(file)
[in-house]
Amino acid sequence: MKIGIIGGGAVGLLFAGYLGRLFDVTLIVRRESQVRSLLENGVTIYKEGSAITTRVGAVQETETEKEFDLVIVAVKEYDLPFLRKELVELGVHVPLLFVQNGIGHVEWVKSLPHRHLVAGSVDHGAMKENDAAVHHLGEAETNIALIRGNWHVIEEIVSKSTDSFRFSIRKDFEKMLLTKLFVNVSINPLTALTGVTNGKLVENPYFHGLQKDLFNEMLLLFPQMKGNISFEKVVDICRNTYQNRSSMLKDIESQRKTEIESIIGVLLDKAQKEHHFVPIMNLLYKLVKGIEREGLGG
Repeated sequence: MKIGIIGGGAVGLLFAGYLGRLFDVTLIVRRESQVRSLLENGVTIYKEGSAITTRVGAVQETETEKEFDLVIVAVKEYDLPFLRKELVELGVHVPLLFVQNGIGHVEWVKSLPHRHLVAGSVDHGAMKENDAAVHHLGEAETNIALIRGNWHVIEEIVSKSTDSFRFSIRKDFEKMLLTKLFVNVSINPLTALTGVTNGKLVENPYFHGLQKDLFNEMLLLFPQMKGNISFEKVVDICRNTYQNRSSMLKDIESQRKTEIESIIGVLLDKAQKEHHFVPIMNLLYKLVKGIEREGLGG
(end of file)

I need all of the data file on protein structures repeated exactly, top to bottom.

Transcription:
[in-house]
Amino acid sequence: MKIGIIGGGAVGLLFAGYLGRLFDVTLIVRRESQVRSLLENGVTIYKEGSAITTRVGAVQETETEKEFDLVIVAVKEYDLPFLRKELVELGVHVPLLFVQNGIGHVEWVKSLPHRHLVAGSVDHGAMKENDAAVHHLGEAETNIALIRGNWHVIEEIVSKSTDSFRFSIRKDFEKMLLTKLFVNVSINPLTALTGVTNGKLVENPYFHGLQKDLFNEMLLLFPQMKGNISFEKVVDICRNTYQNRSSMLKDIESQRKTEIESIIGVLLDKAQKEHHFVPIMNLLYKLVKGIEREGLGG
Repeated sequence: MKIGIIGGGAVGLLFAGYLGRLFDVTLIVRRESQVRSLLENGVTIYKEGSAITTRVGAVQETETEKEFDLVIVAVKEYDLPFLRKELVELGVHVPLLFVQNGIGHVEWVKSLPHRHLVAGSVDHGAMKENDAAVHHLGEAETNIALIRGNWHVIEEIVSKSTDSFRFSIRKDFEKMLLTKLFVNVSINPLTALTGVTNGKLVENPYFHGLQKDLFNEMLLLFPQMKGNISFEKVVDICRNTYQNRSSMLKDIESQRKTEIESIIGVLLDKAQKEHHFVPIMNLLYKLVKGIEREGLGG